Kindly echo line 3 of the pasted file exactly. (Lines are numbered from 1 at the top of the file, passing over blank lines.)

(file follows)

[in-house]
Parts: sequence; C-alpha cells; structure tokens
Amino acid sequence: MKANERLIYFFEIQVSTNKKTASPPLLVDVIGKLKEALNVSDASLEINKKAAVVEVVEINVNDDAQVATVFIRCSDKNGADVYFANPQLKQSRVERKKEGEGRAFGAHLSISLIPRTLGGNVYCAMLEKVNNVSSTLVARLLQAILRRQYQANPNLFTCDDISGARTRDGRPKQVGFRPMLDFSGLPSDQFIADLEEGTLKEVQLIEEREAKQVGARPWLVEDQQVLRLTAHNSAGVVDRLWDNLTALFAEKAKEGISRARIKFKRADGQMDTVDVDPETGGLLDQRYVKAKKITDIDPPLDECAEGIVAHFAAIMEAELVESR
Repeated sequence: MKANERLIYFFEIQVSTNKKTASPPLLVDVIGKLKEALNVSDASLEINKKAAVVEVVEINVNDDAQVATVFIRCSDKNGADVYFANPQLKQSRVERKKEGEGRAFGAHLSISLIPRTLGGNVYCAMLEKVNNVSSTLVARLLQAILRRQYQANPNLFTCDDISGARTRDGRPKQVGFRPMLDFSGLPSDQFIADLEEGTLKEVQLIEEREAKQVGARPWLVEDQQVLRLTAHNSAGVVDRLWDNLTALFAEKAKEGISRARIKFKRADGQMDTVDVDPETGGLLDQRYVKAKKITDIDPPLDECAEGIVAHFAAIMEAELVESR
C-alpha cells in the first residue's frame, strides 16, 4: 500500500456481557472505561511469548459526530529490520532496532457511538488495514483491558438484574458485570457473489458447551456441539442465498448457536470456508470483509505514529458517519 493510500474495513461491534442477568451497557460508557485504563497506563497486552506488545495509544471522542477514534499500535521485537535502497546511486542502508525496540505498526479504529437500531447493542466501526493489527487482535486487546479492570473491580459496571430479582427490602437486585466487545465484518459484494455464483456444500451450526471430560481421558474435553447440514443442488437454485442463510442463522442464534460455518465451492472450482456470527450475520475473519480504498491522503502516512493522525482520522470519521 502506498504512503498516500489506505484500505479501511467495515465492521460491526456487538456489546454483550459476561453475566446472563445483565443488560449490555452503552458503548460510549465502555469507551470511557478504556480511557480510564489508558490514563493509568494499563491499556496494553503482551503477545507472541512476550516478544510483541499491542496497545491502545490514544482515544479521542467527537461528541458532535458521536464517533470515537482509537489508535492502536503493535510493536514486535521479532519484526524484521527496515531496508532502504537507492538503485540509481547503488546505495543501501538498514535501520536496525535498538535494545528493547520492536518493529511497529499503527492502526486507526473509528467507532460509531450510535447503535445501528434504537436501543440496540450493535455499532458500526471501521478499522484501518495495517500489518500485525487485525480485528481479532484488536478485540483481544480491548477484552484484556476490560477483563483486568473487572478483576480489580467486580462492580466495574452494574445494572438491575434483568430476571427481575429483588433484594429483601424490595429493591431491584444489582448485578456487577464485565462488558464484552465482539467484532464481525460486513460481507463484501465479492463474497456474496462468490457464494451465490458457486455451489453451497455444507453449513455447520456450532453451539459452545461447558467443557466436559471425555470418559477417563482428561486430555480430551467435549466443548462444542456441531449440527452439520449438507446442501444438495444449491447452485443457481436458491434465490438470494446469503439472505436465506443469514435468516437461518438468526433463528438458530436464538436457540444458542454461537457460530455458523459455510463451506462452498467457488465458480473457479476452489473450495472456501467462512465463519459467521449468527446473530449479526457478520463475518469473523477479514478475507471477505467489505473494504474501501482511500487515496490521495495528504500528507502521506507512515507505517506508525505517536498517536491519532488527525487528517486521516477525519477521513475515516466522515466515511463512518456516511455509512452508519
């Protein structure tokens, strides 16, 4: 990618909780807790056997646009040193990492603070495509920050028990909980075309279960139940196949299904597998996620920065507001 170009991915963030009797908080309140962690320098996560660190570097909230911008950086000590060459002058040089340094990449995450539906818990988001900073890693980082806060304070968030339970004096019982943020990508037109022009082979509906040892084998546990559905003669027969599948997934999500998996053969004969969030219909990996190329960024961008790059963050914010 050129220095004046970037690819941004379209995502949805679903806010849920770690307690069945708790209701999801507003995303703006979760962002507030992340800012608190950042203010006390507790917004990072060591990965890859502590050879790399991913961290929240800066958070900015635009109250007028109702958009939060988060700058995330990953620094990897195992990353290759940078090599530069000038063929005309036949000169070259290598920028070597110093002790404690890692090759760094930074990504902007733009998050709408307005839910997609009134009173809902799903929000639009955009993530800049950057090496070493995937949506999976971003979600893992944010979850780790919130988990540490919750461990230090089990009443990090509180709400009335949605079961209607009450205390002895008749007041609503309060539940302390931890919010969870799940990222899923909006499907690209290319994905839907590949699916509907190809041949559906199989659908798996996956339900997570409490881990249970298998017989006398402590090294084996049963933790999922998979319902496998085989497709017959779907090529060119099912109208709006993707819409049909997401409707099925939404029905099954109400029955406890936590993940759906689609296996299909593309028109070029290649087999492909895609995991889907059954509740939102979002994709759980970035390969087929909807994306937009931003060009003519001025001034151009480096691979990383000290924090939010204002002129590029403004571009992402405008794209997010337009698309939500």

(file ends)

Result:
Amino acid sequence: MKANERLIYFFEIQVSTNKKTASPPLLVDVIGKLKEALNVSDASLEINKKAAVVEVVEINVNDDAQVATVFIRCSDKNGADVYFANPQLKQSRVERKKEGEGRAFGAHLSISLIPRTLGGNVYCAMLEKVNNVSSTLVARLLQAILRRQYQANPNLFTCDDISGARTRDGRPKQVGFRPMLDFSGLPSDQFIADLEEGTLKEVQLIEEREAKQVGARPWLVEDQQVLRLTAHNSAGVVDRLWDNLTALFAEKAKEGISRARIKFKRADGQMDTVDVDPETGGLLDQRYVKAKKITDIDPPLDECAEGIVAHFAAIMEAELVESR